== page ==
SK Shlomo’s 10 lessons learnt from a decade of collaboration
The world-record-breaking beatboxer shares advice on creativity and mental health from Björk, Damon Albarn, Ed Sheeran, Jason Mraz and more
It’s no secret that creative people and mental health struggles go hand in hand, and I’ve had my share of highs and lows. I remember performing on the Pyramid Stage at Glastonbury, a massive dream of mine, and walking offstage feeling empty inside. Now what? Now I’d have to find something even bigger to do.
That impossible drive to keep on pushing myself, to break more world records, or to finally become “perfect” was getting more and more unhealthy until a terrifying suicidal breakdown in 2017 scared me enough to pause the whirlwind and get help.
I’m so glad I did, asking for help and being open about my journey has transformed my life, and I’m now about to release my debut album which raises mental health awareness.
Here are some things I’ve learnt from the guests on my monthly mental health live stream #WEARELISTENING, and from a decade of collaborations with artists I’ve been lucky enough to know…
1. Learn to breathe again
Jason Mraz taught me that singing can be a meditation, a form of conscious breathing to keep you grounded in the here and now instead of getting lost in fear and worry for the past or future. Your breath and your heartbeat are the one constant that has always been with you, night and day, no matter how crazy your experience of the world.
2. Believe in yourself
Performing with Ed Sheeran taught me about self-belief. Of course, we will all have confidence wobbles, and our successes will sometimes provoke jealousy and disapproval, but progress comes from staying faithful to your own vision. Learning to be your own champion, and supporting yourself through all the highs and lows can lead to a great sense of achievement – and in Ed’s case – world domination.
3. You’re not alone
Kodaline’s open and candid description of crippling anxiety attacks on the road reassured me that I’m not the only one suffering – even though mental health struggles are awful, they are also normal. The more we talk about our fears and worries, the closer we get to the people around us, the safer we feel and the less control those anxieties have over us.
4. Embrace your inner weird
Working with Björk taught me that you don’t have to compromise on your vision for anyone. Summoning the courage to stand up and tell your own story, sing in your own voice rather than try to be like everyone else, will sustain you through any passing trends or fads.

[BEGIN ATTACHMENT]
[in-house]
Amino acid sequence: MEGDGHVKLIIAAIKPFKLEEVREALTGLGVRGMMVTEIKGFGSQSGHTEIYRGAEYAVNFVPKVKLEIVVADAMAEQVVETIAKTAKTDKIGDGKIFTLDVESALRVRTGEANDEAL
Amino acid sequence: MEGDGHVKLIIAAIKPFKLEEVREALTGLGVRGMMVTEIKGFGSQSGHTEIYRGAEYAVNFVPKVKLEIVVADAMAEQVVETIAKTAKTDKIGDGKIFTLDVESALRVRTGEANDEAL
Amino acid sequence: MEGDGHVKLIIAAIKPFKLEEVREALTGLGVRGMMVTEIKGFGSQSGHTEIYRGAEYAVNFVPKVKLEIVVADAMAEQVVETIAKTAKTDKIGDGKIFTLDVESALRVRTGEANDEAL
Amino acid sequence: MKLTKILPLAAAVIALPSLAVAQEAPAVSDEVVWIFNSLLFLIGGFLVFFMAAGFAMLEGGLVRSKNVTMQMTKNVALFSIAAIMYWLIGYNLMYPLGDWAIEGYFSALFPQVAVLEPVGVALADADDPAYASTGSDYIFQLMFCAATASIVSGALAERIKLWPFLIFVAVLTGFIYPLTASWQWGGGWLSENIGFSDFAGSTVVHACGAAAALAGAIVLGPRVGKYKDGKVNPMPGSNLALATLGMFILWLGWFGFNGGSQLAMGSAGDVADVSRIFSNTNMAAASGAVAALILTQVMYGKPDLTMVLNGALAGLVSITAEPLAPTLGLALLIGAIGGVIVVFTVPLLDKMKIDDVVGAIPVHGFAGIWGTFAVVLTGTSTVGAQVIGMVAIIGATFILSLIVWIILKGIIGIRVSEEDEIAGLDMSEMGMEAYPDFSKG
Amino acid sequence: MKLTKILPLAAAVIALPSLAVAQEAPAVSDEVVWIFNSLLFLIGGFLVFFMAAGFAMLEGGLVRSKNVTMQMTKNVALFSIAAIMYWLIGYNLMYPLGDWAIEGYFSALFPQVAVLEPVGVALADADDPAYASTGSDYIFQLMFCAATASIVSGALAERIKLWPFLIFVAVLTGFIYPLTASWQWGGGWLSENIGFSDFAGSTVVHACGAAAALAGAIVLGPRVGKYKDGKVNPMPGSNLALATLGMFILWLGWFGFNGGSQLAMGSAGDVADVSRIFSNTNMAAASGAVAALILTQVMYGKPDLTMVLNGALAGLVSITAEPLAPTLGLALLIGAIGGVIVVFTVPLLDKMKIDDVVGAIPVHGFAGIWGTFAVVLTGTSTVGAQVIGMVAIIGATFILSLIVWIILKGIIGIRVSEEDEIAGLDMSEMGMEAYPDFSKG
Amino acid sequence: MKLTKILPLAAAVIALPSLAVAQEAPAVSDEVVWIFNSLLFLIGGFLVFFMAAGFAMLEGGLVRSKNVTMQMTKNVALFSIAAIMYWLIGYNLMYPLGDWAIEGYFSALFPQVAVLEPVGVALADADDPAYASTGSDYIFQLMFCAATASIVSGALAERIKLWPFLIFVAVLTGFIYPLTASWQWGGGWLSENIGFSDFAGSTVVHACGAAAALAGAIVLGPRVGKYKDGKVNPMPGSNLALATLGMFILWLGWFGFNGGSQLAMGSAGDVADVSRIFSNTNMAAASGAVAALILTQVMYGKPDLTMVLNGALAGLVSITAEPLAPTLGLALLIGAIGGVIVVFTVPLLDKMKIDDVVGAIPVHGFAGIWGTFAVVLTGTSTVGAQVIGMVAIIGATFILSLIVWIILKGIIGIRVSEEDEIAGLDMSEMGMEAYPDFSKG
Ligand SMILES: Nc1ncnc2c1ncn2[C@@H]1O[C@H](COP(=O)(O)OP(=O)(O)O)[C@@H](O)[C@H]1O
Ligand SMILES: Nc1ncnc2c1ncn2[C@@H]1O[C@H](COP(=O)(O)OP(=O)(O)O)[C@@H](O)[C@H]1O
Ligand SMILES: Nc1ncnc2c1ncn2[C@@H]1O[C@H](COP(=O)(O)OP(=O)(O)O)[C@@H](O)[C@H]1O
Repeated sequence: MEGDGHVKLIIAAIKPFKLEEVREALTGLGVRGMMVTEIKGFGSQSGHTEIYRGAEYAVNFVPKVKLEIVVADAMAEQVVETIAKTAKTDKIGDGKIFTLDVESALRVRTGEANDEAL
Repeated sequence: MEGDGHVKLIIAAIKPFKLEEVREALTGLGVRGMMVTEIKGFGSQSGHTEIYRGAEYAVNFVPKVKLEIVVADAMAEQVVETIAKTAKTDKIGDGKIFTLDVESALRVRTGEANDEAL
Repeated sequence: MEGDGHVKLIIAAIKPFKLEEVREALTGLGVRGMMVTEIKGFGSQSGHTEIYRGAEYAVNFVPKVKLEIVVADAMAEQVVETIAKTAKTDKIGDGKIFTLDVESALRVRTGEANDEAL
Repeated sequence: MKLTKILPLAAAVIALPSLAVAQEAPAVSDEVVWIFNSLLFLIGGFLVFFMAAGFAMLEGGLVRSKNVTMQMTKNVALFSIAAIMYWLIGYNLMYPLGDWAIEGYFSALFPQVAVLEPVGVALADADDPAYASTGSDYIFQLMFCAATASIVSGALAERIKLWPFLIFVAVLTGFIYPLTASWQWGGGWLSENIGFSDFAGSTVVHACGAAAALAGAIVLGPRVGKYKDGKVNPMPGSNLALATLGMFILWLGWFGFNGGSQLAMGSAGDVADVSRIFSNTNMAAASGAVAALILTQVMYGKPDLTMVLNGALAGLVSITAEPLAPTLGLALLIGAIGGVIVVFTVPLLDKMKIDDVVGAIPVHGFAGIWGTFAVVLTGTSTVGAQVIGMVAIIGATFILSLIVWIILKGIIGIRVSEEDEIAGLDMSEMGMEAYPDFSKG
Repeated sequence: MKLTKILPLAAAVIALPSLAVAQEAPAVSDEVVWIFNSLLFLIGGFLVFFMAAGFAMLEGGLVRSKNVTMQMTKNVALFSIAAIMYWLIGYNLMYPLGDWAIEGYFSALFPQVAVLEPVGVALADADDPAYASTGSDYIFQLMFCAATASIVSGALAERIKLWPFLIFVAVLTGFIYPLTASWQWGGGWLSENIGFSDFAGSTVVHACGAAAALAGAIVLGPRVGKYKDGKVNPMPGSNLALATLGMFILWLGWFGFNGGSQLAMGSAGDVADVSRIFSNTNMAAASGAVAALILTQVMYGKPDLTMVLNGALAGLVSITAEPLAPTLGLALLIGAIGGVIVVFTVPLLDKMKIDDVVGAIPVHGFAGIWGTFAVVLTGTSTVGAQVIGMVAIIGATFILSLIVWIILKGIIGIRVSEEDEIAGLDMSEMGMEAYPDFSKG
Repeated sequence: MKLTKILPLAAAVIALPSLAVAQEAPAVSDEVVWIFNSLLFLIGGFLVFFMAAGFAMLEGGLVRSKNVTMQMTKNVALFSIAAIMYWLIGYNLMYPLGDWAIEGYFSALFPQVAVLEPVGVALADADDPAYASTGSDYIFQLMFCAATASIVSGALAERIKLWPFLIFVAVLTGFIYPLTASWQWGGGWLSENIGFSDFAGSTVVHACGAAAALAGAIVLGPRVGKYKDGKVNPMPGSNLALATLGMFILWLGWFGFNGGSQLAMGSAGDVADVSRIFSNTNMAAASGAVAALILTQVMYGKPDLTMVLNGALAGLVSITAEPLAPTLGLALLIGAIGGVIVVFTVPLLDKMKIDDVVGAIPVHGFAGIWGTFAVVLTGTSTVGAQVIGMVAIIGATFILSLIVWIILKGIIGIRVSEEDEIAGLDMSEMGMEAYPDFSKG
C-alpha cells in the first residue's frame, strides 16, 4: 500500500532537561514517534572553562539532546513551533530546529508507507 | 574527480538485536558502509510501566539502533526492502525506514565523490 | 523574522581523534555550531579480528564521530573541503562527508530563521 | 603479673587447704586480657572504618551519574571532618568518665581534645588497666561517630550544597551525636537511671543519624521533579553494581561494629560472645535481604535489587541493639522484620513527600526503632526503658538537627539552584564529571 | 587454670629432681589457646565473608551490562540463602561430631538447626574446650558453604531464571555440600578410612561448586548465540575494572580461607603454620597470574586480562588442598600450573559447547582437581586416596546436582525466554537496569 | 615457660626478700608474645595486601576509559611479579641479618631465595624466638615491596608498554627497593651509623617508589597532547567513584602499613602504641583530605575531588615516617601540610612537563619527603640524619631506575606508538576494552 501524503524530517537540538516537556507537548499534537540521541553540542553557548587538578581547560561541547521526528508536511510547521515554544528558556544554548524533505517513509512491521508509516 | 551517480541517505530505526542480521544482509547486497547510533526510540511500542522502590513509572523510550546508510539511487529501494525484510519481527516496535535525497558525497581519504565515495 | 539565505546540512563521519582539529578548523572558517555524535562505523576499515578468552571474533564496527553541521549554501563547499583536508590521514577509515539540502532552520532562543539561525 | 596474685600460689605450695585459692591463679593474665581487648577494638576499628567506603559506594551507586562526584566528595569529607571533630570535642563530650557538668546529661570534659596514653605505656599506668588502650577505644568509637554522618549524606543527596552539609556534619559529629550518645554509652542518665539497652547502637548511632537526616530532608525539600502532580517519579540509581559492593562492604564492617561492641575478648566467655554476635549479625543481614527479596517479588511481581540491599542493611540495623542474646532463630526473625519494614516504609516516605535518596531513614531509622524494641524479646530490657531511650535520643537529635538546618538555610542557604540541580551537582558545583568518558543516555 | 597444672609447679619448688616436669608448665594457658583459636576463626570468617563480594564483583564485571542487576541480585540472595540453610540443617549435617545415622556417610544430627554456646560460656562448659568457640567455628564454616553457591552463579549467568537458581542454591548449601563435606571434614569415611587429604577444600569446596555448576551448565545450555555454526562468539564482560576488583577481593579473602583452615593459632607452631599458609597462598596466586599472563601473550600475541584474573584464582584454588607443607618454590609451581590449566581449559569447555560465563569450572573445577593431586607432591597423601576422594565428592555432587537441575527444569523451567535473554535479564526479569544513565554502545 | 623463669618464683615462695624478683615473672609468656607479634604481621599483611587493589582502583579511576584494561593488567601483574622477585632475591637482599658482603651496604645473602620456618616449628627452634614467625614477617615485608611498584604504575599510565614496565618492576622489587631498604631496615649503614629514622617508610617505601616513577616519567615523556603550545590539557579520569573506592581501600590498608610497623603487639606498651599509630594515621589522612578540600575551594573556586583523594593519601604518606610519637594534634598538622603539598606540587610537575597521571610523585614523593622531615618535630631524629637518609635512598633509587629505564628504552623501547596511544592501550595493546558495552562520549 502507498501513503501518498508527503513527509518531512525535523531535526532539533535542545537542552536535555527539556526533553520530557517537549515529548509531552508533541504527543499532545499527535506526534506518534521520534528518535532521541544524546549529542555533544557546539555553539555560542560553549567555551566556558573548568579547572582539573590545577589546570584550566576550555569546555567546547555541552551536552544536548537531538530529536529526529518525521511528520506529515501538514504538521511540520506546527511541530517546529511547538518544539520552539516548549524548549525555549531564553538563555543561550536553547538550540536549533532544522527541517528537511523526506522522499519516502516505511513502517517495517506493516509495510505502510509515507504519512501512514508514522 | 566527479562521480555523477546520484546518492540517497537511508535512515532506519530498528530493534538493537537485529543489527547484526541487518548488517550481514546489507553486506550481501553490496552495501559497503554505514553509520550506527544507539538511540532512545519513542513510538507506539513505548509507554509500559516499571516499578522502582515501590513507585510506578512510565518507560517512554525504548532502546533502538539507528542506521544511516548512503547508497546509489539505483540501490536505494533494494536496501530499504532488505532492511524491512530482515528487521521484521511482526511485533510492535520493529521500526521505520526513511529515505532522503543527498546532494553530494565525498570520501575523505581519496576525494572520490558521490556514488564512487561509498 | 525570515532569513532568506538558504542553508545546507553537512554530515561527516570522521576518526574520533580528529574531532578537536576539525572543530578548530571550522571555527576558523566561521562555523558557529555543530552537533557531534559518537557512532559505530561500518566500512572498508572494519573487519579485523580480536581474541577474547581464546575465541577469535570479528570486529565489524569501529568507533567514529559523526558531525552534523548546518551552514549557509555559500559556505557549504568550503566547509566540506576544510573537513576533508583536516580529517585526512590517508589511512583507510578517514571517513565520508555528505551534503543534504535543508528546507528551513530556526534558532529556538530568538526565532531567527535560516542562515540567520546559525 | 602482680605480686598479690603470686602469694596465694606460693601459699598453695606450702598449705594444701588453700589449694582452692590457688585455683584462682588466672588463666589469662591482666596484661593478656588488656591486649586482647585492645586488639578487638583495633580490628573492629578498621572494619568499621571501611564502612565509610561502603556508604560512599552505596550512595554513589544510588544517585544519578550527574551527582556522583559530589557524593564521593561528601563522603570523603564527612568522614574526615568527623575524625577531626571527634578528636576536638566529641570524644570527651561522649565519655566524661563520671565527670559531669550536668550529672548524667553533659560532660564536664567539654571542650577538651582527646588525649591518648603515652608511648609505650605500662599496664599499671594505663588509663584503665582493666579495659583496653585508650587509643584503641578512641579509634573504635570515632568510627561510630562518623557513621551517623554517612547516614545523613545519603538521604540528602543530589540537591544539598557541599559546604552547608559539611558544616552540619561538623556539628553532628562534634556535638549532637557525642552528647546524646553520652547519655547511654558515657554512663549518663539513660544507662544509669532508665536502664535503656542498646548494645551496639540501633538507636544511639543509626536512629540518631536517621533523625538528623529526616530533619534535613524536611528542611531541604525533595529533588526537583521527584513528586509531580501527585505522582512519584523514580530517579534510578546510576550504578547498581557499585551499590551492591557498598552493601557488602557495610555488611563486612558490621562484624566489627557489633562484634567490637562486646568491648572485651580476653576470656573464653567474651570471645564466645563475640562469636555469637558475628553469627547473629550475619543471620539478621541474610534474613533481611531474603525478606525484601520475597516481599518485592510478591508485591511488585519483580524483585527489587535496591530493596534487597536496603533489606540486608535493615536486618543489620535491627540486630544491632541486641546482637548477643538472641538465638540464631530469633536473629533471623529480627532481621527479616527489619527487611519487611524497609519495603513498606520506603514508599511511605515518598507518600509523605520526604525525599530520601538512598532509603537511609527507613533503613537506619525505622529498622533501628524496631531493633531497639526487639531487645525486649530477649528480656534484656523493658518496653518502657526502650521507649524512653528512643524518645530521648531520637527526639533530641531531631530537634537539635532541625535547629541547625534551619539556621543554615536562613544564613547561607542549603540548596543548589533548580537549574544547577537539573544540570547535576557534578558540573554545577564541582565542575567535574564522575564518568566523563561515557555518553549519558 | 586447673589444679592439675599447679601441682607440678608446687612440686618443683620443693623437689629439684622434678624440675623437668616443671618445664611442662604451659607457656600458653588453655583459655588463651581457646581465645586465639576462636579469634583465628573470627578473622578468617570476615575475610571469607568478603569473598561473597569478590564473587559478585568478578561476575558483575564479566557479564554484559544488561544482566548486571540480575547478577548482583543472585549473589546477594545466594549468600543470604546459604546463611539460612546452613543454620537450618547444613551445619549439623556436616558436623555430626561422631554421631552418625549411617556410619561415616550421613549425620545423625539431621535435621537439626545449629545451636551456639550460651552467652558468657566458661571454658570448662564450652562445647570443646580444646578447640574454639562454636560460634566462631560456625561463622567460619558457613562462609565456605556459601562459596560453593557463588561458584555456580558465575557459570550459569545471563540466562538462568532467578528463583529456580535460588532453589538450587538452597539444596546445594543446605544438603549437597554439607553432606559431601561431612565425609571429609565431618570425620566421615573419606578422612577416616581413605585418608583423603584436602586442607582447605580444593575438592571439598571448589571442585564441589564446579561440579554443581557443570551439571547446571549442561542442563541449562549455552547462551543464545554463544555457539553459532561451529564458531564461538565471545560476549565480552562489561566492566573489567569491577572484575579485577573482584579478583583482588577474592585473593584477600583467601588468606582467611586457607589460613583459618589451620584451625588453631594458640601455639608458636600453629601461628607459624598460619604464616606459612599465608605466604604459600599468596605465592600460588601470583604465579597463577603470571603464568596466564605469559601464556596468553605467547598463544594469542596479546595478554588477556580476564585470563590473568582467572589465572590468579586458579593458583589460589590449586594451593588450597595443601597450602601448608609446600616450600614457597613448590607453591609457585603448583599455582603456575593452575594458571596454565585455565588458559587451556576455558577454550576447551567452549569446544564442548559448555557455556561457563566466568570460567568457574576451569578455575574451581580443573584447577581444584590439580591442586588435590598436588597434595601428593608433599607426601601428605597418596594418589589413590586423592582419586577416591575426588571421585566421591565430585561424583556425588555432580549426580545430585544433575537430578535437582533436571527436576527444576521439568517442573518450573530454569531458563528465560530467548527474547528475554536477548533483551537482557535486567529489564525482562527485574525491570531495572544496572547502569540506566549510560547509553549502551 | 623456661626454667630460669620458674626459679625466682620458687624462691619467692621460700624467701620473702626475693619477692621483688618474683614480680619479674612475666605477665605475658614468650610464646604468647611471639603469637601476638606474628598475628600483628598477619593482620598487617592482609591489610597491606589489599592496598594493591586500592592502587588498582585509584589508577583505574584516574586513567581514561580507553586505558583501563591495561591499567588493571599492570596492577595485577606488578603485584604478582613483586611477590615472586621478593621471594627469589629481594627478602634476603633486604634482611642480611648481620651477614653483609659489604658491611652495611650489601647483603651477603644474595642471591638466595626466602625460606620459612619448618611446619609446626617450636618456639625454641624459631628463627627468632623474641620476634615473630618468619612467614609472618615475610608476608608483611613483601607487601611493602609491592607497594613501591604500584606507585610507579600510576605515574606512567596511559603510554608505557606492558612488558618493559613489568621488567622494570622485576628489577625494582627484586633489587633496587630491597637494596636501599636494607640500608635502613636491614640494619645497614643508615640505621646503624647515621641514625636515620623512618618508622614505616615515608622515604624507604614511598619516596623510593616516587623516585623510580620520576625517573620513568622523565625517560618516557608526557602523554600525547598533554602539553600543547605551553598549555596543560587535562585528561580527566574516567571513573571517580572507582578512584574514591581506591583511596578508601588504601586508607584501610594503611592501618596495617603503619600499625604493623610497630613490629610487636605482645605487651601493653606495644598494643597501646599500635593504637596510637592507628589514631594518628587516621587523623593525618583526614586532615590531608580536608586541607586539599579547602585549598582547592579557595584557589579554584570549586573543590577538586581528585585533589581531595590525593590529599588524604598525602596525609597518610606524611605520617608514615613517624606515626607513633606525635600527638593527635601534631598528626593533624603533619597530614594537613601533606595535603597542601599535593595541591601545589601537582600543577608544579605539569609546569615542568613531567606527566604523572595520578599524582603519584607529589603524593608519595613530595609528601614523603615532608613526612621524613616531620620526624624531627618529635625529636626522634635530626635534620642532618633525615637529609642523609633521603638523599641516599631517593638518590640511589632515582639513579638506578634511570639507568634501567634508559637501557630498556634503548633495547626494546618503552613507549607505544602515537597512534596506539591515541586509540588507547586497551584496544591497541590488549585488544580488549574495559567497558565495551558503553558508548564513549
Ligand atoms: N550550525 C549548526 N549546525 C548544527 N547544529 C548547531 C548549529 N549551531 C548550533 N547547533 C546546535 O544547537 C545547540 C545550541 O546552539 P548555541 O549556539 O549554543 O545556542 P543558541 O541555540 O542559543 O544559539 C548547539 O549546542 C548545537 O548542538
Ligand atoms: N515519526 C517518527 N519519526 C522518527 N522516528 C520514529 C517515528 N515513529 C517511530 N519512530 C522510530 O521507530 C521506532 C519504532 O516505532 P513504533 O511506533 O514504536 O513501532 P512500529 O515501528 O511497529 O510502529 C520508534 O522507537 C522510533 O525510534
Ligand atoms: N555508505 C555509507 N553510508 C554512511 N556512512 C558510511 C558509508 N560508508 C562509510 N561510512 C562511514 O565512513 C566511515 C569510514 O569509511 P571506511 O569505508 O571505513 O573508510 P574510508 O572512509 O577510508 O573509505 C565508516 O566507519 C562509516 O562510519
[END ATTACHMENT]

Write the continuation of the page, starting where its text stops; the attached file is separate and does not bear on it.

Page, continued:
5. Remember to laugh
Bill Bailey taught me how humour, honesty and not taking other people’s opinions of you too seriously can help you build a healthy self-image and overcome self-doubt. When making music is a huge part of our lives, we can end up feeling as if there is genuine danger when the creative process isn’t going to plan. Learning to zoom out and remember the fun and passion that originally motivated us can be a lifesaver.
6. Diversify or die
Damon Albarn taught me that reinvention is essential. His incredibly eclectic choice of projects has kept him both artistically and commercially successful around the world for over 20 years. Performing a spontaneous collaboration at Glastonbury with Damon, The Specials and a bunch of African artists including Amadou & Miriam showed me that the unstoppable feeling of raw expression has no regard for rules or genres, so why do we feel we have to stick to just one style?
7. Fun comes first
Jamming with Jarvis Cocker and Leslie Feist on a boat floating in the Arctic sea was a surreal experience. We were there to learn about the effects of climate change, and to find inspiration to create work raising awareness. Whilst we were out there, we formed an impromptu supergroup called Arctic Lofi, with myself beatboxing, Feist on a tiny battery-powered electric guitar and Jarvis scratching records on a Fisher Price turntable. We had a blast, and I believe with anything creative, fun has to come before anything else – yes there has to be discipline and practise, but our own delight is the ultimate motivator.
8. Keep tech simple
KT Tunstall still uses the same original Headrush delay pedal for her live looping that she did when her career first started. After I became World Looping Champion, I started being sent new kit and I got the bug for making my setup more and more complicated. My looping rig still is pretty complex, but collaborating with KT reminded me that you don’t need all of the toys in the world to create incredible music.
9. Stand up for a cause
Rudimental and Lily Allen taught me to use my voice. When they joined me and over 50 drummers at my Glastonbury show to break the Glasto Drumming Record, we united for a cause – to raise awareness of the White Ribbon Alliance – a campaign to reduce death in childbirth around the world. Music is a powerful way to communicate a message, so let’s embrace our powers as artists and influencers to stand up for the causes we believe in.
10. Don’t look away
After all these collaborations I still felt clueless. In the end, I had to learn to trust my own wisdom. I finally stopped resisting my yearning to become a solo recording artist, and the process of facing my fears took me to a seriously dark place. But on this journey, I learned that if I didn’t learn to face my truth, even though it hurts, I would literally disappear off this planet. Pretending to be okay, to ourselves or others, is something we all do but any opportunity we can take to chip away at that habit will lead to greater happiness, success and ultimately, more music, love and human connection in this neurotic but beautiful thing we call humanity.
Listen to tracks from SK Shlomo’s debut album raising mental awareness, check out his tour dates and watch the #WEARELISTENING live streams at skshlomo.com